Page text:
Fathering and losing a bastardette can be distressing enough, stressful in so many ways, but the thing that sent me over the edge was when, in my senior year, I decided to run for Homecoming Queen. It was just a joke, but clueless I had wandered into the minefield of sexual politics. Some people thought I was making a bold social statement. They were the political ones. Some people thought I was an idiot and a fool. They were the correct ones. Some people thought I was a fucking faggot who needed to be destroyed. They were the football team, and they came after me, terrorizing me, punching me out, and attacking my home.

    That was what did it. I found that smoking a lot of marijuana was the way to make it all not matter, to not care about it, to escape from it. Pot was easier to get than booze, though I drank when I could. And pills, there were those, too. I took such goodies as pilfered Valium and Librium (all our mothers had a copious supply of those little helpers).

    And that is how I survived high school.

  9. Running. I ran and ran and ran in circles until one day I realized I could run in a straight line and just keep running. My stepfather was an alcoholic and he was miserable when he wasn’t drinking and pathetic when he was, a sad combination to an insecure teenager looking for guidance.

    I also edited the school newspaper and wrote some really juvenile crap, although I did score some tickets to a new show opening in Greenwich Village by posing as the Arts editor. The show was National Lampoon’s Lemmings at the Village Gate and I managed to get 6 freebies for some anarchist friends and me. I’m sure the publicist knew we didn’t have 5 assistant arts editors, but I guess she wanted to pack the house. The show starred John Belushi, Christopher Guest and Chevy Chase making fun of Woodstock a few years before they became famous. If I remember right, it was the Woodchuck Festival of peace, love and death. To an 18 year old in the early 70s, that was pretty cool.

  10. Three different high schools in three years. Ugh. “I knew I had to get through it” – Exactly. Happy birthday Betsy!

  11. They say that high school is a toxic environment for an introvert, which I discovered way after the fact. To survive I lied to myself: cheerleading, field hockey, boyfriends I didn’t like. My only true times were with my journal, camera, books and my cat, all hidden from everyone. To say it was confusing is a nuts, though some of it was fun. I still have friends from that time, too, which is good, I guess. Still, I like life now and would never go back.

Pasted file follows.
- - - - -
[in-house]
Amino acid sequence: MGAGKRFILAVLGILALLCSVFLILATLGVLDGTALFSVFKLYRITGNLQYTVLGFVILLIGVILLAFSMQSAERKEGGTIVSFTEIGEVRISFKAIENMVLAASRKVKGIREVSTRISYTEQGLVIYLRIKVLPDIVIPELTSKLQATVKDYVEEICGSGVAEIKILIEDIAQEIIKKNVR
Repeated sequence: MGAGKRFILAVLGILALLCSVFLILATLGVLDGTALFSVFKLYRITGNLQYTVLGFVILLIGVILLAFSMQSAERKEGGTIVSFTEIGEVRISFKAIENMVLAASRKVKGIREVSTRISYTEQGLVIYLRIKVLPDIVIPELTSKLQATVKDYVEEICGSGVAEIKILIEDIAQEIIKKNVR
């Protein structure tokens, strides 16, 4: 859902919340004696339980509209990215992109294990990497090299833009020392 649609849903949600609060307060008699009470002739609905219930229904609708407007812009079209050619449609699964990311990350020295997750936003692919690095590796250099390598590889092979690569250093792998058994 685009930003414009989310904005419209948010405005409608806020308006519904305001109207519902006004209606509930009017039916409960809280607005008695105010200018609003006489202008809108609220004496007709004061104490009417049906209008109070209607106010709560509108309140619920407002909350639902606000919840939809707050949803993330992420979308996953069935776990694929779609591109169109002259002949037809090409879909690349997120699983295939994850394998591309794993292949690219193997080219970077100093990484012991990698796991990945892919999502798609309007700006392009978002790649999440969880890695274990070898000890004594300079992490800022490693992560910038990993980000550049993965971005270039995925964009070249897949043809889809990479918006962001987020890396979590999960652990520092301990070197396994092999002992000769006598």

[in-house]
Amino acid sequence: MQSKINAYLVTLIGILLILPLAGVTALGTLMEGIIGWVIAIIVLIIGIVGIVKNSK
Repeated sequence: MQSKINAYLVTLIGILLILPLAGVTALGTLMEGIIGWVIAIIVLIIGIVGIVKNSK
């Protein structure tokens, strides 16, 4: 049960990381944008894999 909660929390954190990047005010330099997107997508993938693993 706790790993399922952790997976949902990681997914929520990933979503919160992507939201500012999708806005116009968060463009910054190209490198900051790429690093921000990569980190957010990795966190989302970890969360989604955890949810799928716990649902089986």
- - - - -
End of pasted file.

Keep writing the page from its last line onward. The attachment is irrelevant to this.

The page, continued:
12. Happy birthday Betsy! Great to have old friends take us back, isn’t it? I actually had a good time in high school, it was the 20s that were harder for me. Still, all that writing material…..;-)

  13. I studied. Complete nerd. Lots of unrequited crushes. Always on the periphery of the popular girls. Very much in my interior world. I wasn’t unhappy, exactly. But not happy either.
    Hope your birthday was great, Betsy!

  14. I survived it by leaving the day I was legally old enough, 14 years and 9 months. I’d never skipped school, not until that very last day — but that day, at lunchtime, a friend suggested we go to the city, as all we had left was Library class.

    I’d never stolen a thing in my life, and I didn’t give a shit about the city — but I had a book I was supposed to return to the library, and I’d fallen in love with that book. That poor book had sat in that high school library six years, and I was only the third person ever to borrow it. If I’d left a week earlier I’d have missed it too. I had no idea who Hemingway was, but still — how many fucking of us heathens went through that school and ignored that perfect book? All but three, I suppose. And the other two were so foolish they returned it to the library, instead of just leaving school forever so they could keep it.

    And so began my life of Hardly Any Crime, Ever. I went to the city with the book in my school bag, and 45 years later I’m sitting here looking at it. The book, not the bag. Blue hardcover, 32nd printing. I’d read hundreds of books before that one, but never one like it. The Old Man and the Sea, it was called, and still is.

    I probably should have begun this little story on Careers Day a month before I left, with the disinterested teacher telling me I was incapable of becoming a journalist or writer of any sort, and that I should find a laboring job as soon as I could, and forget about schooling and writing completely. He was an English teacher too — a lazy failure who couldn’t be bothered to offer a word of encouragement.

    I did not become a journalist. I labored — as he’d told me I should — among other things. I wasted whatever writing talents I possessed for more than the next 30 years. I have written some good books since then, and better readers than that piece of shit have enjoyed them. But I’ve never written one nearly so good as that little blue fucker I stole.